FIG. 5 is a perspective view of a tamper in a raised position above a pouch.

FIG. 6 is a perspective view of a tamper in a lowered, sealing position on a pouch.

FIG. 7 is a perspective view of a lidding operation for sealed pouches within cartons.

DETAILED DESCRIPTION OF ILLUSTRATIVE EMBODIMENTS

The ability to use a non-wax film without a fin seal results in considerable materials savings due to less film being required per package. Further, no costly retrofitting of equipment is needed for fin sealing capabilities. Moreover, increased production results from faster line speeds. In one example, this disclosure discusses the use of a non-wax-coated film in 5 lb. and 2 lb. processed cheese packaging operations. A finished block of wrapped cheese is sometimes referred to as a “loaf.”

This disclosure relates to the utilization of a lap sealable polymer packaging film with no wax component. In an exemplary embodiment, the film is used on horizontal pouch forming, filling and sealing equipment that packages processed cheeses and other variable viscosity foods and ingredients. Particularly suitable equipment is available from American Can Company and Hart Manufacturing.

An exemplary film is a 3 mil thick, 3-layer film available from Alcan Packaging. The first layer is composed of oriented polypropylene (OPP). A thin layer of polyurethane adhesive laminates the OPP layer to a sealant layer having glycerol monostearate (GMS) blended into an ethylene vinyl acetate—polybutylene (EVA-PB) and polyethylene sealant for enhanced cheese release properties. This film exhibits even better release properties if it has been allowed to cure for several weeks after manufacture and before use. In exemplary embodiments, the film did not exhibit tacking issues in the pouch gusset area. This sealant resin blend possesses a relatively low heat activation temperature (successfully sealing at about 220 F.). This film possesses adequate stiffness, a pouch formed therefrom flares properly in a carton, the pouch stays in the carton as an insertion ram exits, and the pouch travels to the filling area satisfactorily. An exemplary embodiment has a 14.875″ printed eyespot fiducial repeat pattern.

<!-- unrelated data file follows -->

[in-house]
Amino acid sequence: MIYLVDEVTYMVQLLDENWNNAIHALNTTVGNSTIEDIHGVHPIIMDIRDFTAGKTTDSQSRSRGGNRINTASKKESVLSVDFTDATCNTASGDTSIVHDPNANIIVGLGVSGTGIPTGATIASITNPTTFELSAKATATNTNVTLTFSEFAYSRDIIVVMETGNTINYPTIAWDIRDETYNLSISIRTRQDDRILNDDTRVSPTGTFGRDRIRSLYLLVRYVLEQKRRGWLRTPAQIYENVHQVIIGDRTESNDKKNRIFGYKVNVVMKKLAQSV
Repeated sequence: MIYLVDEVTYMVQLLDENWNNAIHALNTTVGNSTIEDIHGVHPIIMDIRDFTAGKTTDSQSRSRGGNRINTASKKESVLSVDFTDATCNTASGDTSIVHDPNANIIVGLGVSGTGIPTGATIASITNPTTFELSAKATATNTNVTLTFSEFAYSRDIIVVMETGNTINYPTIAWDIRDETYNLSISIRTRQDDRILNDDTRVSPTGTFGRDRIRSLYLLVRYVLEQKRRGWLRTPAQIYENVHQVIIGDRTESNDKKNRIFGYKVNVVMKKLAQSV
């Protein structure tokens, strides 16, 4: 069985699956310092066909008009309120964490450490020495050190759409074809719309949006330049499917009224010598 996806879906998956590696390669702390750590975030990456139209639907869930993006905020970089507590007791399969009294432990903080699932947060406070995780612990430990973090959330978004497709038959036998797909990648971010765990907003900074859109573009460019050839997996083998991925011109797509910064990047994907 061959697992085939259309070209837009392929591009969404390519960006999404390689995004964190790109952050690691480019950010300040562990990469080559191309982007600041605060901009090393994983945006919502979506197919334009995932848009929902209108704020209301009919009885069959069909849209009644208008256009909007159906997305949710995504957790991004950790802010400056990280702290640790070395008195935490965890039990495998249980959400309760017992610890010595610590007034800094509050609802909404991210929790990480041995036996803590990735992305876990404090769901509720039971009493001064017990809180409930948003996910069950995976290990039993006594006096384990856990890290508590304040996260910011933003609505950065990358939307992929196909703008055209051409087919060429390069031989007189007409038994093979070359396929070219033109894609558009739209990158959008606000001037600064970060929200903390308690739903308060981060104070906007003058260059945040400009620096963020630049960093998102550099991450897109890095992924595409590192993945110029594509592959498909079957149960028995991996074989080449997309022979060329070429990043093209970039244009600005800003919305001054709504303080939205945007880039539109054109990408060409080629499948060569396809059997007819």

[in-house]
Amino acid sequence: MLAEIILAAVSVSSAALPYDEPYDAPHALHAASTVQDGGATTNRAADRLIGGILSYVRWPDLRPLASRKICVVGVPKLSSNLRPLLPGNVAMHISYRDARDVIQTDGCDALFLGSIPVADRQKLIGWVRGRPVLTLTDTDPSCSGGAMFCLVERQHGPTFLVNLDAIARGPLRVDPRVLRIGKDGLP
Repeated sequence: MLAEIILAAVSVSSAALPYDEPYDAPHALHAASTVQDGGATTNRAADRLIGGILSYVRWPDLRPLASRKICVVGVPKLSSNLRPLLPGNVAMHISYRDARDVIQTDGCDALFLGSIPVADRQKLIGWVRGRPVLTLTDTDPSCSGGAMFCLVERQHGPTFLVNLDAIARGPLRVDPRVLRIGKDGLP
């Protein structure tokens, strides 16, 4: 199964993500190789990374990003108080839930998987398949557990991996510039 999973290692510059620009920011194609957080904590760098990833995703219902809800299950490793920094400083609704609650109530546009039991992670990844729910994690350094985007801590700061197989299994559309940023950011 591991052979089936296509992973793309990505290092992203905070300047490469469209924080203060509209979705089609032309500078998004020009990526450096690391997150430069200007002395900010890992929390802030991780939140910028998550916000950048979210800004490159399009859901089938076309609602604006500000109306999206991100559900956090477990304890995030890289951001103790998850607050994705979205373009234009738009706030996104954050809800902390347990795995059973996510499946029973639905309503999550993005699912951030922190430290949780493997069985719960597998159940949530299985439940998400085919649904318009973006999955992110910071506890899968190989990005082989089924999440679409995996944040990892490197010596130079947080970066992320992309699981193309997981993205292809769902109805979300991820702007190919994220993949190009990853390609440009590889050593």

In an exemplary embodiment, a pouch former forms a pouch from film roll stock material. In one embodiment, the roll stock has a maximum diameter of 24 inches with a core diameter of 6 inches. Film is unwound from master rolls by means of a nip roll. The speed of the unwind is controlled by a programmable variable speed DC drive. An additional nip roll is located near the film cutoff. Constant tension between the nip rolls is maintained throughout the pouch former. Optional items in the unwind area include a splice plate for easy splicing of new roll material (a vacuum holds the web in place while splicing) and an auto tracker to maintain the edge position of the film. A powered unwind unit pulls the film web from the rolls. In an exemplary embodiment, an edge of the film is turned over to provide an “easy opening” feature. The turned over edge also adds rigidity to the pouch, which enables the pouch to be more erect in the carton. In an exemplary embodiment, each stock film roll core shaft has a roll side adjustment that is used to move the film roll to achieve top edge evenness.

A servo pneumatic web aligner guides the film through a set of stationary and dancer rollers into the forming board. The film runs through a former to make a c-fold and then a bottom gusset is opened to form a pouch of the desired size. In an exemplary embodiment, a pouch has a length of about 14 to 15 inches.